All the political players were there: the current and former presidents, the defeated candidate and the senators. So were the big beasts of broadcasting: the American network anchors, and their British equivalents in Tom Bradby, Emily Maitlis, Jon Snow and Adam Boulton, with James Naughtie brandishing his microphone for Radio 4. But there was a curious gap at the Trump inauguration: the absence of any of the major BBC1 presenters, with no David Dimbleby or Huw Edwards for what was one of the biggest events in recent American history.
Katty Kay, who hosted the live coverage in their place, is best known to audiences outside the UK because of her role on BBC World, and the broadcasting felt weakened without the familiar custodians of major events. It wasn’t just the inauguration ceremony itself. The flagship news bulletins across all rival services were presented live from Washington, DC – except for the BBC News at Six and Ten, which were firmly grounded in London W1A.
This may reflect the BBC’s stated aim of cutting back on overseas travel for news presenters. It’s invariably the case that, as soon as they set foot on a plane, angry pensioners write from Hove and there is a nasty piece in one of the newspapers. But the inauguration of President Trump is an event where executives should ignore irritable critics; and it was hard to see how audiences were served by the unusually flaccid output on the corporation’s main channel.
Being on location is about two things. One is the impact of being visibly at the heart of the story, so Tom Bradby’s perch on a Washington rooftop for ITV signifies a day of history more than Fiona Bruce trudging round her usual studio in London. The other is that a presenter can become more of a reporter, offering a take on events that goes beyond reading an autocue. Bradby’s headline on ITV News – describing the inaugural address as a “visceral, uncompromising piece of populism” – hit the nail on the head; and he and the correspondent Robert Moore had a discussion about whether they were “shocked” by the speech, and settled on being “stunned”. The BBC’s North America editor, Jon Sopel, by contrast, had nobody to play off, and the corporation relied too heavily on analysis pieces with interviews recorded before the remorselessness of the Trump agenda was known.
In fairness to the BBC bulletins, this is a story where the longer-form daily current affairs programmes come into their own – and the inauguration showed both Channel 4 News and Newsnight at their best. Emily Maitlis’s presentation from Washington for Newsnight, a programme with an audience a fraction of the size of BBC News at Ten, intensifies the mystery of the BBC’s deployments, but this American election cycle has enabled Newsnight to recover some of its mojo. Its opening sequence on Friday night, in which it intercut the swearing-in ceremony with clips of the great and good assuring us that Trump would never win, was a terrific idea and perfectly executed.
Over on Channel 4, the strength – and sometimes the weakness – of the programme is its fondness for a liberal agenda; but on 20 January it felt editorially justifiable to have Jon Snow and Michael Moore winding each other up about how terrible Trump might be. The rest of the journalistic team is magnificent, too. Matt Frei is one of the best writers-to-picture in news television, and the likes of Lindsey Hilsum and Kylie Morris add an expert level of analysis to international affairs. They were all in Washington – hang the expense – and the programme had a commensurate lift in its energy level.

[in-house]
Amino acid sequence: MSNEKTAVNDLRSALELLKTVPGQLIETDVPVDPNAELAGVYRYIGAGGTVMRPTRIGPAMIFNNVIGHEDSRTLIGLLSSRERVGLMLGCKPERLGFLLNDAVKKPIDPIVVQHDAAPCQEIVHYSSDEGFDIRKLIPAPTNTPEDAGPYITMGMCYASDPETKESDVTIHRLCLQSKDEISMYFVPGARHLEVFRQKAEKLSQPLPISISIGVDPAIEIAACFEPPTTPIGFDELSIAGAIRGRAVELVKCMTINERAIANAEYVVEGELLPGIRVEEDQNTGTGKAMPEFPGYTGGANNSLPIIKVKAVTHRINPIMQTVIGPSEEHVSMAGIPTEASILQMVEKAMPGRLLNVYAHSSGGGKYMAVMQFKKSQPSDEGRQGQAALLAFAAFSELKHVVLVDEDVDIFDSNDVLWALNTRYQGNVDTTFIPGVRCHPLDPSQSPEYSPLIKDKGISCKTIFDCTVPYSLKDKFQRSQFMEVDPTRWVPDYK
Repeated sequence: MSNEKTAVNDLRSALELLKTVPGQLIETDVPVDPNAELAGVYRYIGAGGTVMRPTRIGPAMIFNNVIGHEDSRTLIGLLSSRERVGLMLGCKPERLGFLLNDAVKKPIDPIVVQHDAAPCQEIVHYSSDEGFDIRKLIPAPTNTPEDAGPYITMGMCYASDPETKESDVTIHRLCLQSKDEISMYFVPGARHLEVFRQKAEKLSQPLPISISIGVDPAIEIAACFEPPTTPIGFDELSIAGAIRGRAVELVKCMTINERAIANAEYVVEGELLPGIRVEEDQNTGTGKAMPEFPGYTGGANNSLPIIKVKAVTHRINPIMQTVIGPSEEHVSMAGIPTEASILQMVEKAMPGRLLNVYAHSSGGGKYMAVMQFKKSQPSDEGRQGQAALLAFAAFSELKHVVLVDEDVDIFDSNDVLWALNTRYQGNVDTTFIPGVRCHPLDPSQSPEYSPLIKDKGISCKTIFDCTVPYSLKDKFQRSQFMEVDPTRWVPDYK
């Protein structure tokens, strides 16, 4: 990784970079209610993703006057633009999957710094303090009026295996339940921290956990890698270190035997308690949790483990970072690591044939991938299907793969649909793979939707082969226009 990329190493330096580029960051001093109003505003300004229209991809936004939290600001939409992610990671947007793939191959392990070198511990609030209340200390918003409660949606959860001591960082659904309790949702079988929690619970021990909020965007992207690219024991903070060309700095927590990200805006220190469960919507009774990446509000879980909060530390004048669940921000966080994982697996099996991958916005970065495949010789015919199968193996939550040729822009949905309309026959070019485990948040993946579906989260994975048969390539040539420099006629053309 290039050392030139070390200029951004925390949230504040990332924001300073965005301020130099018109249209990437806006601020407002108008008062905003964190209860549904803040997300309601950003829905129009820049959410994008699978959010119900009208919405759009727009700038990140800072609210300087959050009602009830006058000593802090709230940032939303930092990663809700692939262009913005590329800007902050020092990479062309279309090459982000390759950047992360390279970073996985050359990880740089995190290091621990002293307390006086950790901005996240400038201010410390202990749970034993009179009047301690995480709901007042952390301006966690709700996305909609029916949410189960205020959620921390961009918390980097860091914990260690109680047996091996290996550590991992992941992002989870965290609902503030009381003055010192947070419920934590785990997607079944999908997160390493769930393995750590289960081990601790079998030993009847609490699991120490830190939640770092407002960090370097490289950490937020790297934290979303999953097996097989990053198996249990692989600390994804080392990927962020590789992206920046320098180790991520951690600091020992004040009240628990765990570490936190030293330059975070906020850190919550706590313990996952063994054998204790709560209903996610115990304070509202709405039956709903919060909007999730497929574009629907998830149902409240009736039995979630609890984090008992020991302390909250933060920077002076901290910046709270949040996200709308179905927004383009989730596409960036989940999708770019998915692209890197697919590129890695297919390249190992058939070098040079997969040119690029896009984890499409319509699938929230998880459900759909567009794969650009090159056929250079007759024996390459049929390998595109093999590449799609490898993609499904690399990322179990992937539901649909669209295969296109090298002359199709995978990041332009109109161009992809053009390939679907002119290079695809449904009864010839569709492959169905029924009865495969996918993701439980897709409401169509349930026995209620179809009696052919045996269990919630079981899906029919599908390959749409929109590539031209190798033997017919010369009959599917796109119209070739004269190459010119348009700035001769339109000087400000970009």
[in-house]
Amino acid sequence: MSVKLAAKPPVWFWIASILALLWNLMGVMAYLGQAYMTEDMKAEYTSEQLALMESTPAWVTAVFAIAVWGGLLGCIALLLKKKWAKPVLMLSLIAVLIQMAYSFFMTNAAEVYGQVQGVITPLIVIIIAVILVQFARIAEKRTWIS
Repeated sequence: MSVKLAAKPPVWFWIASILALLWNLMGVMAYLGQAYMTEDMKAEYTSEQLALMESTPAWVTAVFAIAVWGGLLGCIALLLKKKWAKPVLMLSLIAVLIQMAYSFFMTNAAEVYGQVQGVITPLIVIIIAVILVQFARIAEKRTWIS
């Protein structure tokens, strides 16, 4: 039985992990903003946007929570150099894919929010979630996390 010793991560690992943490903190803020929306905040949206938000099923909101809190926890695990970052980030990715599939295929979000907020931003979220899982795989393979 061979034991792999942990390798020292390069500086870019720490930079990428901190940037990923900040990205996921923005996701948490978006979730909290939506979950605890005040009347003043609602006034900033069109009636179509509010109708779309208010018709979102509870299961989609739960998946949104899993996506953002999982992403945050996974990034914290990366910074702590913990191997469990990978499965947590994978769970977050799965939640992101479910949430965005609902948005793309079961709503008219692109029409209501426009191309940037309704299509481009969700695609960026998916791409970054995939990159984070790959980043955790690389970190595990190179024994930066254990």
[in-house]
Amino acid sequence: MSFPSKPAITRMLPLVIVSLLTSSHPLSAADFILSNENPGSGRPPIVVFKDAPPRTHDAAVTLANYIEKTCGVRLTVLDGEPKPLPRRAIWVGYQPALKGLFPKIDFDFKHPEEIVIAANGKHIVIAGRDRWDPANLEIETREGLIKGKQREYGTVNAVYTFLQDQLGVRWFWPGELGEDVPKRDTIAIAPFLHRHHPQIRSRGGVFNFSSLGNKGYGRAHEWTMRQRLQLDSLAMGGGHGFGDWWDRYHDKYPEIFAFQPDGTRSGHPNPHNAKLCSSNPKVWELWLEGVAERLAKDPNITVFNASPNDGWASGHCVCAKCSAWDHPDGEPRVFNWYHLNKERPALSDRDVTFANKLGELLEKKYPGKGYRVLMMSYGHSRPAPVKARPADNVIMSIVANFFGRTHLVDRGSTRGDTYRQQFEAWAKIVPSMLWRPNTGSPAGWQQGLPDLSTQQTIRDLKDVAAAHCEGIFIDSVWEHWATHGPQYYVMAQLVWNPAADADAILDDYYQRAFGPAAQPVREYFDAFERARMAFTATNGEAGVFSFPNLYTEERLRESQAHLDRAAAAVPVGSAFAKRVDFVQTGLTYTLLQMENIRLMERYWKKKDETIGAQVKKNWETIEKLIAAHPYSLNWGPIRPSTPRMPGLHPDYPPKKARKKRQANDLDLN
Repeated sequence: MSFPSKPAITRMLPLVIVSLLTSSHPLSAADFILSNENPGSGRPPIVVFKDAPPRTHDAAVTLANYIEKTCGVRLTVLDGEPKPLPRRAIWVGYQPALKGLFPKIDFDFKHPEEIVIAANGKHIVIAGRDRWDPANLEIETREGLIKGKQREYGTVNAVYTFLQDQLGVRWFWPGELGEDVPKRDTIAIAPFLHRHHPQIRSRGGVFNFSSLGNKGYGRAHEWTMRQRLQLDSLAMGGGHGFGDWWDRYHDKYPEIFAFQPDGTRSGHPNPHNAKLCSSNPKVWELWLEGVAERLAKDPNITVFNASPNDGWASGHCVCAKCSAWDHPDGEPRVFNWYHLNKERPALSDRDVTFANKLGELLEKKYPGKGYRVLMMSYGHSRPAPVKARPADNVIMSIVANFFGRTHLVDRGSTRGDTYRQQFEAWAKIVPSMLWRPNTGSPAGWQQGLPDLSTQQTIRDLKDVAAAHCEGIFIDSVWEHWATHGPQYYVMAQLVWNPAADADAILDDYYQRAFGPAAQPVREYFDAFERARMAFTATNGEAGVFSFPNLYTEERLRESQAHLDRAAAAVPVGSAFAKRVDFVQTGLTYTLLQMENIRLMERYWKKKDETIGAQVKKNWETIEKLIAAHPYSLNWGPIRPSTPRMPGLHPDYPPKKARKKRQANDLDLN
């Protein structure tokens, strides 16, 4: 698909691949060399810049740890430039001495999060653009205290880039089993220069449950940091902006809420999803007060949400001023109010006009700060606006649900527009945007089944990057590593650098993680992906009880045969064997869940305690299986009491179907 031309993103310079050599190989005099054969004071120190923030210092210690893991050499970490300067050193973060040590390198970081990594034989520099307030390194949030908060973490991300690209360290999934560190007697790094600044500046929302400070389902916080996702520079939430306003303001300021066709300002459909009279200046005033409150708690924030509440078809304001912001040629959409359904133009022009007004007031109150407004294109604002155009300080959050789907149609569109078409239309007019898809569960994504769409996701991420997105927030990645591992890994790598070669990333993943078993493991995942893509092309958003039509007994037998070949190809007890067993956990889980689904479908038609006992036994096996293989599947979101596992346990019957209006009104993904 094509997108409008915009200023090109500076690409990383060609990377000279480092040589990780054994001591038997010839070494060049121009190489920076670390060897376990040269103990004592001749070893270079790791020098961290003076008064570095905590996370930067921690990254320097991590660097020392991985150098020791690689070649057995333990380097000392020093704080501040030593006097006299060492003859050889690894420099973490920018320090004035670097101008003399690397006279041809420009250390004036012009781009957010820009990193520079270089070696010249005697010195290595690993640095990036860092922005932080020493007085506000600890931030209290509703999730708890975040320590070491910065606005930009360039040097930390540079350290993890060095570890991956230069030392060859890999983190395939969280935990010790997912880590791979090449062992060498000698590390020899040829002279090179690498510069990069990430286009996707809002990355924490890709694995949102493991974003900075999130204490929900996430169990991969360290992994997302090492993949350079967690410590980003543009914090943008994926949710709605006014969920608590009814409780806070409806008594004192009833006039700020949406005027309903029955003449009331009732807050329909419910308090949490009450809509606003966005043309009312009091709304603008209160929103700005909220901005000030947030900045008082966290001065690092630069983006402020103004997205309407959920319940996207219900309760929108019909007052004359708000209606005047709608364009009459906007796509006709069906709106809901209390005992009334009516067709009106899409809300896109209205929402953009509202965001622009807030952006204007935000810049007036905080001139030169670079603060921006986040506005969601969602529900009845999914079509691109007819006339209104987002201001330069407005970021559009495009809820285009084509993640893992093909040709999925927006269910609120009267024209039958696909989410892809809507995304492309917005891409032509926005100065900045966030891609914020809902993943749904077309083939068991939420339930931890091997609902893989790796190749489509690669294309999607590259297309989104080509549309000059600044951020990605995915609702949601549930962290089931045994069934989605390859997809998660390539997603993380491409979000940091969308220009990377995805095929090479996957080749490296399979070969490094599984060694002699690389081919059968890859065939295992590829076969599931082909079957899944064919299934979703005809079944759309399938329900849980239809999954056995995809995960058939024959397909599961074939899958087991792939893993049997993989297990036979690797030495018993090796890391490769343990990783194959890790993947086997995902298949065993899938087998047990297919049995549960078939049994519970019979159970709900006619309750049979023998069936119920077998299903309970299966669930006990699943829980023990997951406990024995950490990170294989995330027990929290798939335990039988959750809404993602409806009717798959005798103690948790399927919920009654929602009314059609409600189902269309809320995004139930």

Lurking throughout was the question of how impartial British broadcasters should be about Trump. Many journalists did not distinguish themselves during the Reagan and George W Bush presidencies because they regarded both of them as dim warmongers, and there was often a tiresome sneering in the reporting of America’s leaders – which was absent when that nice chap Obama was in the White House. It’s essential that there is impartial coverage of Trump’s policies. However, on Trump’s personal characteristics there can be less doubt: we know about his attitude to women and people with disabilities, his threat to lock up his opponents, his non-publication of tax returns and the business dealings that generate lawsuits. A broadcaster would be emasculated if they were neutral about these areas, and it’s why the Trump presidency is so fundamentally different from other Republican administrations.
This will be felt even more acutely in America itself. NBC Nightly News is available in Britain via CNBC, and as the election drew close there was a perceptible sharpening in its attitude towards Trump. The notorious comment from the president of another network about the ratings phenomenon of a Trump candidacy – “it may not be good for America, but it’s damn good for CBS” – was replaced by unease about what had been unleashed. On inauguration night, NBC’s political analyst, Chuck Todd, made it plain what he thought about Trump’s speech: “It was surprisingly divisive . . . It felt as if he almost was insulting every living president that was sitting next to him in very personal ways.” By Sunday, it was Todd who was in combat with a Trump spokeswoman about her use of the expression “alternative facts”.
It has been hard in the past to buy the argument from the right that American TV networks owned by large corporations are part of the liberal media, but the new administration has put a boot into the hornets’ nest. Journalism is set to be tested as never before in the United States.
Roger Mosey is the Master of Selwyn College, Cambridge, and a former head of BBC Television news
This article appears in the 26 Jan 2017 issue of the New Statesman, The eclipse of the West